Ever since I read this article, Old Nantucket Warily Meets the New, the other day, the term "hyper-rich" has been rolling off my tongue. It's only fitting since I'm on Nantucket right now and signs of the hyper-rich abound — such as the Hummer loaded for a beach assault with stacks of beach chairs and fishing rods on its roof and a cooler mounted to its front grill. During a visit to France, a friend told me that the kids were using "hyper" and "giga" (pronounced with French accents, of course) as superlatives, e.g. "hyper bon" for really really good. My mother knows this, so today as I told her how I keep using the term "hyper-rich", she proposed "hyper-riche" as an alternative. I plan to pronounce it as Frenchly as possible (eee-pear reesh) as the Hummers drive over me on their way to the beach.

Returning to tech? Sort of…

Last September I wrote an entry on this site, From geek to chef, announcing my transition into the world of cooking. I wrote, "[m]y interest in the web and tech was always more about people…But something was always missing, and I've realized that was true passion for what I was doing…" I spent the last few months of 2005 working in a restaurant, and I loved it. But in January I moved to New Hampshire and my schedule became more hectic, too hectic to take another kitchen job.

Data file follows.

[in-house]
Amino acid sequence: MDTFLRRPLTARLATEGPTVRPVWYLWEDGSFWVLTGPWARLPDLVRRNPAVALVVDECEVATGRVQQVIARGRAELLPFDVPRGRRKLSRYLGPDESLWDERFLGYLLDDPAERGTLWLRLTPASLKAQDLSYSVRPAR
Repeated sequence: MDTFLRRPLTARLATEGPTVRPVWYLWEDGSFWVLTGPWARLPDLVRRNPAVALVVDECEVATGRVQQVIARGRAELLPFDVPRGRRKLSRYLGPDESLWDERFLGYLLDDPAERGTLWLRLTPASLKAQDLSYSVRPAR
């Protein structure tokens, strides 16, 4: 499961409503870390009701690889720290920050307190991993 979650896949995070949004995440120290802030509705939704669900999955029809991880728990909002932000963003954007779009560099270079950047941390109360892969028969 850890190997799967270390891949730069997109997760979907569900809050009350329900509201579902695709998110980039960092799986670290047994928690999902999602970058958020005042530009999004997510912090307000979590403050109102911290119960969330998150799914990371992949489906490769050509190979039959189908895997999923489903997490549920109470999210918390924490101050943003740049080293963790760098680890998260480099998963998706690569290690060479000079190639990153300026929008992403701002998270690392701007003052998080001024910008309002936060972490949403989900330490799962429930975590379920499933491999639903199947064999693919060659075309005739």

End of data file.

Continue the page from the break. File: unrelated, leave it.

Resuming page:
Working in a kitchen is a full-time commitment, and by full-time I mean 9+ hours a day, six or seven days a week. And as much as I love cooking, I still love other things too, including technology. The more time I spent away, the more I realized that perhaps my lack of "true passion" was a lot of burn-out. I knew I was suffering from some burn-out, but wow, I think I was WAY WAY more burned-out than I ever realized.

In early February I spoke on a women entrepreneurs panel at NYU's Stern School of Business, and I recalled how much I enjoyed creating companies. Then I traveled to Munich, where I was invited to speak about weblogs and met all kinds of smart and wonderful people. And then I headed to San Diego for the O'Reilly Emerging Technology Conference, and my interest in all sorts of new and geeky things was piqued.

Since then I've attended two more technology conferences and many people have asked me, "What happened to the cooking? Are you back to doing tech?" and I realized I had been very open and clear about departing the tech world, and very unclear about whether I was returning to it.